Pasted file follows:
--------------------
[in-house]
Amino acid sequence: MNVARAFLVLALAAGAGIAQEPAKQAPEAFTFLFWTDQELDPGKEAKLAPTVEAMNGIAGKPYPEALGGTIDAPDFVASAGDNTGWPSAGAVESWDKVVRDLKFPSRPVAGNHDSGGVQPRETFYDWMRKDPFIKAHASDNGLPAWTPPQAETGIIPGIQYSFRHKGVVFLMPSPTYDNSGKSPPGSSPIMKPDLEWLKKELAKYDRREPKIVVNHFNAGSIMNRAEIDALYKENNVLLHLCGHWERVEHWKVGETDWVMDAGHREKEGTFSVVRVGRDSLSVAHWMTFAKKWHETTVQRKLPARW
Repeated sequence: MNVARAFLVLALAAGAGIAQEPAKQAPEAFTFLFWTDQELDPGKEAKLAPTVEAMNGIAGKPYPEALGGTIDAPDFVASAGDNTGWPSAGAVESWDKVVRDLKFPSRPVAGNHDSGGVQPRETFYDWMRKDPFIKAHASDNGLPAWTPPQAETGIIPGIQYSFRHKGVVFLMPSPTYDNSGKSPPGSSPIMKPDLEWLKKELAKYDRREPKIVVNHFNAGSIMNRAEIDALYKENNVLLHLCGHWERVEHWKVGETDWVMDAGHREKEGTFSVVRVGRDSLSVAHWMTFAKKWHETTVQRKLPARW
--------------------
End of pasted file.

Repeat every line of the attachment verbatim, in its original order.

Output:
[in-house]
Amino acid sequence: MNVARAFLVLALAAGAGIAQEPAKQAPEAFTFLFWTDQELDPGKEAKLAPTVEAMNGIAGKPYPEALGGTIDAPDFVASAGDNTGWPSAGAVESWDKVVRDLKFPSRPVAGNHDSGGVQPRETFYDWMRKDPFIKAHASDNGLPAWTPPQAETGIIPGIQYSFRHKGVVFLMPSPTYDNSGKSPPGSSPIMKPDLEWLKKELAKYDRREPKIVVNHFNAGSIMNRAEIDALYKENNVLLHLCGHWERVEHWKVGETDWVMDAGHREKEGTFSVVRVGRDSLSVAHWMTFAKKWHETTVQRKLPARW
Repeated sequence: MNVARAFLVLALAAGAGIAQEPAKQAPEAFTFLFWTDQELDPGKEAKLAPTVEAMNGIAGKPYPEALGGTIDAPDFVASAGDNTGWPSAGAVESWDKVVRDLKFPSRPVAGNHDSGGVQPRETFYDWMRKDPFIKAHASDNGLPAWTPPQAETGIIPGIQYSFRHKGVVFLMPSPTYDNSGKSPPGSSPIMKPDLEWLKKELAKYDRREPKIVVNHFNAGSIMNRAEIDALYKENNVLLHLCGHWERVEHWKVGETDWVMDAGHREKEGTFSVVRVGRDSLSVAHWMTFAKKWHETTVQRKLPARW